Photo by Wren Werner
Photo by Wren Werner

Spotlight: The Slums

by / May. 13, 2015 8am EST

The Slums practice in a beat-up building with beer cans stacked high on basically every flat surface but the foosball table, which remains open for impromptu games. It’s got all the sleaze of a well-worn frat house minus the bland, privileged pretension of actual fraternity members.

The beer cans bring to mind the cover of the band’s self-titled debut EP, which features guitarist/vocalist Steven Floyd, drummer Ryan Schlia, guitarist Matthew Zych and bassist Jake Strawser toasting the camera behind a table littered with cigarette butts, beef jerky, pizza boxes and a whole lot of empty PBRs and Old Viennas. An American flag hangs in the background and in the foreground someone has stabbed a pocket knife into the table.

I ask Schlia, the band’s drummer, if they drank all of those beers for the photo or if they’d collected them over time. He sighs, telling me that they’d drank everything while trying to brainstorm a different cover photo. The band, he admits, might have a tendency toward “extravagant things.”

A more positive spin: the four members of The Slums are guys who tend to push each other. Proof: the drinking, the fact that Strawser ate a week old oatmeal raisin cookie just to get a rise out of everyone during practice, and the sheer volume at which the band plays. Before they start practicing, Strawser hands me a heavy set of headphones to protect my hearing, and once they start, I’m grateful. But I don’t see a single member opt for earplugs.

Hearing damage aside, the upside outweighs these potential downsides, and the upside is this: when you bring together four musicians who want to impress each other so sincerely, the result is likely to be interesting.

In the beginning, The Slums was four friends who all loved hardcore. That influence is obvious: listen to vocalist/guitarist Steven Floyd’s screams at the beginning of “Hot Skins” off of their self-titled EP if you don’t believe me. But Floyd says that the band never planned to fully give into their affection for heavier music.

“We have in the back of our minds that we don’t want to be a hardcore band,” Floyd says. “It was more like indie music that was super influenced by hardcore… but now it isn’t so black and white. We’ve got a nice gray going on.”

It’s a departure from the members’ past projects. Floyd, for instance, used to front local indie heavyweights The Malones, who had more in common with The Strokes than Every Time I Die.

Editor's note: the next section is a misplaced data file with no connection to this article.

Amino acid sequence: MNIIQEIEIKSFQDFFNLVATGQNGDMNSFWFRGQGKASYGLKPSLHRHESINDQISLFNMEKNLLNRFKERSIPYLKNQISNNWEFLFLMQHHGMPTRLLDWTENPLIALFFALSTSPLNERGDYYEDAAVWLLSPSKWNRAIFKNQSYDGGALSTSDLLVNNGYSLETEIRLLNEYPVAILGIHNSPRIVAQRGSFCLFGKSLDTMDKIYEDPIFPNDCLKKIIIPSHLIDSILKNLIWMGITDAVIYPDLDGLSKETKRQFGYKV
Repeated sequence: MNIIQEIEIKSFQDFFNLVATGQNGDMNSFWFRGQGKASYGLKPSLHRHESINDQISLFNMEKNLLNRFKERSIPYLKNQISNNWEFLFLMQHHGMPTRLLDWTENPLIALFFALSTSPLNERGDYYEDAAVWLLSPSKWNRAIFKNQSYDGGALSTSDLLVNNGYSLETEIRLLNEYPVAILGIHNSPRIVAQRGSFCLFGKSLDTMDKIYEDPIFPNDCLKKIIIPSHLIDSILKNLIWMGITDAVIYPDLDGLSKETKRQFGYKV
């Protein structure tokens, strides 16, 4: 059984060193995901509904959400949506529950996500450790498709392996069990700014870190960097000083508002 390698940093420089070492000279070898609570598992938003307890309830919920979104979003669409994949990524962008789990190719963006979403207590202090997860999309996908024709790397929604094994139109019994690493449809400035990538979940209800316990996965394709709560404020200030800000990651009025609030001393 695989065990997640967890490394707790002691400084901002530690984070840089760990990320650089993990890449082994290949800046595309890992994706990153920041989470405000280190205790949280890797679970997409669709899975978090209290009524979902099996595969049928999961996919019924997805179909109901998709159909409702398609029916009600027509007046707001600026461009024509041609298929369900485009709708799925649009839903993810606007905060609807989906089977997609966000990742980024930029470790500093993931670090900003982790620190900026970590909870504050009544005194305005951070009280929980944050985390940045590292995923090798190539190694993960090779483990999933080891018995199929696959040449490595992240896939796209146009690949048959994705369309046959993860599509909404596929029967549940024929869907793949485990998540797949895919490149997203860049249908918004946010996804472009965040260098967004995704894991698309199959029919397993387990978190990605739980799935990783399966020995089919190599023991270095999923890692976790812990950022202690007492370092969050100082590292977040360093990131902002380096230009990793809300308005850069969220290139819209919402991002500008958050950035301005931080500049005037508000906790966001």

Combined with the pounding of the rhythm section, the dual guitar heroics of Floyd and Zych contribute quite a bit to the band’s melodic heaviness. Say what you will about the music of The Slums, but it isn’t lazy. There’s always a melody or a shift in the arrangement to hold on to. Floyd and Zych are both active guitarists, and if this leads to a bit of noise and confusion at practice (“We definitely overthink things and fall into a spiral of hell,” admits Zych), it makes the end product that much more intricate and cohesive.

But as much as the band’s je ne sais pas comes from the members’ interplay, it’s also the product of Floyd’s creative energy. Floyd brings parts of songs to practice for the band to work out, and despite the fact that the music they end up with might sound completely different, he’s still The Slums’ creative catalyst.

This fact is made clear when Floyd leaves the room to grab another beer. I ask if anyone has any shit to talk on him while he’s gone, and the band playfully indulges my joke, sarcastically slinging a few faux insults. But it gets quiet pretty fast and Strawser turns to me.

“That kid’s the backbone of this band,” he says. “Everyone’s extremely talented… but he’s a special kind of weird.”

I get the feeling that Floyd might equivocate on that point if he heard it being made. As talented a musician as he is, he’s pretty bashful when you ask him about his music directly. When I ask him what a particular song is about, for instance, he looks down at his feet and says something vague about “feeling shitty and being shitty.” The band, meanwhile, is all ears for his answer, and I infer that Floyd probably hasn’t been all that hot to dissect his lyrics with them, either.

That shyness, however, melts away when The Slums resume playing. Floyd screams his lungs out, Schlia beats his drums, Zych shreds out a melody and Strawser stands in the middle with his bass, holding things together. My ears verge on bleeding and I look around, expecting the volume to shake all the empty beer cans off the tables and onto the ground. But everything stays exactly where it belongs.